Shoulder Impingement and Rotator Cuff Tear

What is Rotator Cuff Impingement


A rotator cuff impingement is a type of injury that causes shoulder pain. It affects the muscles and tendons between your arm bone and the top of your shoulder. You use this group of muscles and tendons, called the rotator cuff, to move and lift your arms.

An impingement happens when one of these tendons is injured, causing it to swell and get pinched by the bony top of your shoulder joint. The “pinching” makes it hard for blood to flow through. Because of that, your tendon can start to fray and split like a piece of rope.

Doctors sort these injuries into three grades based on your symptoms and how much damage the impingement causes:

  • Grade 1: swelling and inflammation
  • Grade 2: tendinopathy, or weakened tendons in the shoulder
  • Grade 3: tears in the rotator cuff or changes in the shoulder bone, such as the growth of bony spurs called osteophytes
Rotator cuff impingement is most common in older adults and athletes, but 20% of all people will get it at some point in their lives. This shoulder problem can often be treated at home. In severe cases, you may need surgery.

St. Theresa's Hospital Provides best quality Rotator Cuff Impingement and shoulder Impingement Treatment in Hyderabad at most affordable cost

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Symptoms of Rotator Cuff Tear

Rotator cuff pain commonly causes local swelling and tenderness in the front of the shoulder. You may have pain and stiffness when you lift your arm. There may also be pain when the arm is lowered from an elevated position.

Sudden tears from accidents cause immediate, intense shoulder pain and arm weakness. With degenerative tears, you may have mild pain that improves with over-the-counter pain relievers. Over time, the pain gets worse, and pain relievers don’t help. Not everyone has pain, but most people have some degree of arm and shoulder weakness.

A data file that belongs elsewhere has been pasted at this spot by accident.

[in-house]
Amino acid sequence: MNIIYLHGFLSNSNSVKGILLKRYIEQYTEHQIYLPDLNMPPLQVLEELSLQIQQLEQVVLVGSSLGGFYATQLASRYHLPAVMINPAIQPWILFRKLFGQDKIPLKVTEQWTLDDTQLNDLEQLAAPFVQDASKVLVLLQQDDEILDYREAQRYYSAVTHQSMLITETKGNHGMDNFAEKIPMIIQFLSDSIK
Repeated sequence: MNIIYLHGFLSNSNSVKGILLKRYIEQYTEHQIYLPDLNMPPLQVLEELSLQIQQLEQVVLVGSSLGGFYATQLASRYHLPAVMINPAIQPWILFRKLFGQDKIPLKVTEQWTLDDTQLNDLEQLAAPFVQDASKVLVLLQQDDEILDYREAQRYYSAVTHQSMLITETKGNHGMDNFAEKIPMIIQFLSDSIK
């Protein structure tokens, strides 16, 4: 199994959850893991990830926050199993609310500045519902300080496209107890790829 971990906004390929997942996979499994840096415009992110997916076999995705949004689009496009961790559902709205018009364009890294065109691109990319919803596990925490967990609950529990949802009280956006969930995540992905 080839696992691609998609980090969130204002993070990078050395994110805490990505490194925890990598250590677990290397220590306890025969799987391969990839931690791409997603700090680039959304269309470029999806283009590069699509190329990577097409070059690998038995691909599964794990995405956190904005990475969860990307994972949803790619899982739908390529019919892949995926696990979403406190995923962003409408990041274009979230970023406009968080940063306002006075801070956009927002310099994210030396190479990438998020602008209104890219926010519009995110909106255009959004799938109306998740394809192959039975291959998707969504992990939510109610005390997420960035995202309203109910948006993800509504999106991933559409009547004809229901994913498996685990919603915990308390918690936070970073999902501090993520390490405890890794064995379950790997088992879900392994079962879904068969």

Signs of a rotator cuff tear include:

  • Difficulty and pain caused by raising your arm.
  • Popping or clicking sounds or sensations when moving your arm.
  • Shoulder pain that worsens at night or when resting your arm.
  • Shoulder weakness and struggling to lift items.

Beginning symptoms may be mild. Patients frequently do not seek treatment at an early stage

Diagnosis of Shoulder Impingement

Your healthcare provider will take your medical history and perform a physical examination to check for pain and tenderness. Your provider will also assess the range of motion of your shoulder and your arm/shoulder strength. They will ask if you are involved in repetitive activities that require overhead arm movement, what remedies you have tried to relieve your pain, prior injuries to the affected arm/shoulder and any details about what may have caused your shoulder pain and when it began.

Other tests which may help your doctor confirm your diagnosis include:

X-rays –  Because X-rays do not show the soft tissues of your shoulder like the rotator cuff, plain X-rays of a shoulder with rotator cuff pain are usually normal or may show a small bone spur. A special X-ray view, called an outlet view, sometimes will show a small bone spur on the front edge of the acromion.

Magnetic resonance imaging (MRI) and ultrasound – MRI scans can create better images of soft tissues, like the rotator cuff tendons, than X-rays. They can show fluid or inflammation in the bursa and rotator cuff. In some cases, partial tearing of the rotator cuff will be seen.


Impingement and rotator cuff tears can be treated non-operatively or with surgery.

Treatment for both injuries usually begins with a non-operative treatment plan. More than 2/3 of impingement patients can expect significant improvement in their symptoms with a physical therapy program alone. These results are lower in older patients and in those with large bone spurs.

When trauma causes a tear in younger patients, surgery is often the first choice of treatment. Patients with this type of injury recover best if surgery is done early. Generally, this pertains to those patients under the age of fifty with tears less than four weeks old.

Non-Operative Treatment is similar for both impingement and rotator cuff tears. A vast majority of patients improve with this primary treatment alone. The goals of a physical therapy program include:

  • strengthening the rotator cuff tendons.
  • stretching and regaining lost motion caused by pain and inflammation.
  • allowing the humerus to be better positioned under the acromion, thus reducing compression of the bursa.

Anti-inflammatory medication may be prescribed to help reduce pain and inflammation. Many patients with rotator cuff tears can function quite well if pain and inflammation are controlled with medication and physical therapy. This is especially true for the elderly and those with low demands on the shoulder.

If symptoms have not improved with this program, the doctor may recommend a steroid injection into the bursa. Cortisone, or a similar steroid, is often combined with a local anesthetic to help control the pain and inflammation of the bursa. Steroid injections are used with caution. Damage to the rotator cuff tendons may occur with more than two or three injections over several months. Patients with diabetes are generally not good candidates for steroid injections because of problems with glucose control.